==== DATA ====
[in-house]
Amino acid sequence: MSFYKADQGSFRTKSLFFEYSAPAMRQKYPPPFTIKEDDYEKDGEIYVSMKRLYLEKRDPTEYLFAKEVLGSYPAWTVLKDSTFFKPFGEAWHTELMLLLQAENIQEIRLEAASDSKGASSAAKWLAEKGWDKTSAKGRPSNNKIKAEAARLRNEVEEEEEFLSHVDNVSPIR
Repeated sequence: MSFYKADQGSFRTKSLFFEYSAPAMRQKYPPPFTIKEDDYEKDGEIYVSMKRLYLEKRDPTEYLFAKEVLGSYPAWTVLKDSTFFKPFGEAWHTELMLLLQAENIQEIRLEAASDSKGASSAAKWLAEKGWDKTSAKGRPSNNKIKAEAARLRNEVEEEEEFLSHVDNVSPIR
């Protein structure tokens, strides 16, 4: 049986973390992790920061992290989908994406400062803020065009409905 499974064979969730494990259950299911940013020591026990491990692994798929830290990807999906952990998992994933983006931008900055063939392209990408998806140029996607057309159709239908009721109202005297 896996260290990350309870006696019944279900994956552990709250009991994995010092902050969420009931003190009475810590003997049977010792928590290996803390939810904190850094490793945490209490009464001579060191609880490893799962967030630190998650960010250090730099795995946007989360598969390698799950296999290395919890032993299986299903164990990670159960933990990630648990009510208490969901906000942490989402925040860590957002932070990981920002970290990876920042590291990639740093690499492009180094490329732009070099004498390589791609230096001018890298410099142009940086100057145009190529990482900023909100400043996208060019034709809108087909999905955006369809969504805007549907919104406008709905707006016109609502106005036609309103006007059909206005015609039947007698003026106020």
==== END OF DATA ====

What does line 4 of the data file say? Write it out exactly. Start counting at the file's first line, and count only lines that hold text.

């Protein structure tokens, strides 16, 4: 049986973390992790920061992290989908994406400062803020065009409905 499974064979969730494990259950299911940013020591026990491990692994798929830290990807999906952990998992994933983006931008900055063939392209990408998806140029996607057309159709239908009721109202005297 896996260290990350309870006696019944279900994956552990709250009991994995010092902050969420009931003190009475810590003997049977010792928590290996803390939810904190850094490793945490209490009464001579060191609880490893799962967030630190998650960010250090730099795995946007989360598969390698799950296999290395919890032993299986299903164990990670159960933990990630648990009510208490969901906000942490989402925040860590957002932070990981920002970290990876920042590291990639740093690499492009180094490329732009070099004498390589791609230096001018890298410099142009940086100057145009190529990482900023909100400043996208060019034709809108087909999905955006369809969504805007549907919104406008709905707006016109609502106005036609309103006007059909206005015609039947007698003026106020």